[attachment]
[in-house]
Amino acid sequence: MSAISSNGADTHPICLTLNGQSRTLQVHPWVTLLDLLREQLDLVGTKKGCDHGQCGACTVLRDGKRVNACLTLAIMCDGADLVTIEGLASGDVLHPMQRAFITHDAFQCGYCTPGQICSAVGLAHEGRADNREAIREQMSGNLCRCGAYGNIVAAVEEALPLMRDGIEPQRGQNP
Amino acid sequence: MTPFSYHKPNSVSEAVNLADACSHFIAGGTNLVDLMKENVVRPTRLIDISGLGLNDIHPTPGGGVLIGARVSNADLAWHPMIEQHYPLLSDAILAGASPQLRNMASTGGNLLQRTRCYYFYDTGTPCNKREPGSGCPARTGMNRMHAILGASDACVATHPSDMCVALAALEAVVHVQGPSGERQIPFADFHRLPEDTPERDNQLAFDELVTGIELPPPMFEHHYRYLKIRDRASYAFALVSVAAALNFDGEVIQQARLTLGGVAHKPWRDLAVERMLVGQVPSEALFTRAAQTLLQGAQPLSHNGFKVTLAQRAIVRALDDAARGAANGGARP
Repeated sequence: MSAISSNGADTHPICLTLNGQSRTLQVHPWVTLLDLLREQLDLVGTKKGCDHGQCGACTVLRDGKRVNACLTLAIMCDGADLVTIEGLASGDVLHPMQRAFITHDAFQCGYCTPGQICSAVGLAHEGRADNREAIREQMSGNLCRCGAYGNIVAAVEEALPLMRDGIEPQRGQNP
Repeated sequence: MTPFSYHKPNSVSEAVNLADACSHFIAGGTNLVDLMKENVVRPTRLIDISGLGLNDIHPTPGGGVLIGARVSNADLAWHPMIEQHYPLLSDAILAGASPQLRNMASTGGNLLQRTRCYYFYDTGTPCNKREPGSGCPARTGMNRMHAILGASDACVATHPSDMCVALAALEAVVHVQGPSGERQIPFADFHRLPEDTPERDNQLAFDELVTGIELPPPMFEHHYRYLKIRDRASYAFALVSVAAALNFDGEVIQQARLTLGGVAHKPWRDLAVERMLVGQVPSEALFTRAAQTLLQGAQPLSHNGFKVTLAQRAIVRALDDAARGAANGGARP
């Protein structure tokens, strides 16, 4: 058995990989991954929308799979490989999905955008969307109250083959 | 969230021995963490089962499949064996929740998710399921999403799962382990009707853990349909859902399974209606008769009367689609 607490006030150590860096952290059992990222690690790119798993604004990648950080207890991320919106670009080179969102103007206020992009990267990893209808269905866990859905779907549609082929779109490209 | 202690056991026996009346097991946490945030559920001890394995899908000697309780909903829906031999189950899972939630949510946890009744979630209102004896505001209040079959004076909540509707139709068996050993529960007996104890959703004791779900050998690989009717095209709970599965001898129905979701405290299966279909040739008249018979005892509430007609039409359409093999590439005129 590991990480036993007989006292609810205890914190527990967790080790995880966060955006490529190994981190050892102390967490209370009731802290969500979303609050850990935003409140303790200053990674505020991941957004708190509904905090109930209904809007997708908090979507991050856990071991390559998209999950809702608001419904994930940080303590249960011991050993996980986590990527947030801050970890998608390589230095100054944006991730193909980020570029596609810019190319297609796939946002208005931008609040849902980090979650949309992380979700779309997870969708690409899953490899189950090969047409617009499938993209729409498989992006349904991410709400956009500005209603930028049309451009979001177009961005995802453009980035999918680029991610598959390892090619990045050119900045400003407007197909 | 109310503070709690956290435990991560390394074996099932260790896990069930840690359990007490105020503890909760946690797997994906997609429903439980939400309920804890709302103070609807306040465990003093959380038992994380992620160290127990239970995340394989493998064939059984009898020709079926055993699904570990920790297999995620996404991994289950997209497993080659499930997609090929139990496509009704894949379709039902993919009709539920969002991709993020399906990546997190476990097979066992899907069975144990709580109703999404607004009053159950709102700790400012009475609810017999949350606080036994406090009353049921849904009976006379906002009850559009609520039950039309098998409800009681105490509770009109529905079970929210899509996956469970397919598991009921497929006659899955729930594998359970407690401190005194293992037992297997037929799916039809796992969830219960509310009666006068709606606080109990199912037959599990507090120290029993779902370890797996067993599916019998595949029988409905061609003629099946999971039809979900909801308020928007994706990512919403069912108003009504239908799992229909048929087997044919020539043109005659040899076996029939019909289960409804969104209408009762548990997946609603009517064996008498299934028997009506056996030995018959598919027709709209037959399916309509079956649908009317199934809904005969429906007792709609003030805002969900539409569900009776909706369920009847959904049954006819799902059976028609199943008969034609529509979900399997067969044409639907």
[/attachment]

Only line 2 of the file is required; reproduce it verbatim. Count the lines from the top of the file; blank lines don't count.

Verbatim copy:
Amino acid sequence: MSAISSNGADTHPICLTLNGQSRTLQVHPWVTLLDLLREQLDLVGTKKGCDHGQCGACTVLRDGKRVNACLTLAIMCDGADLVTIEGLASGDVLHPMQRAFITHDAFQCGYCTPGQICSAVGLAHEGRADNREAIREQMSGNLCRCGAYGNIVAAVEEALPLMRDGIEPQRGQNP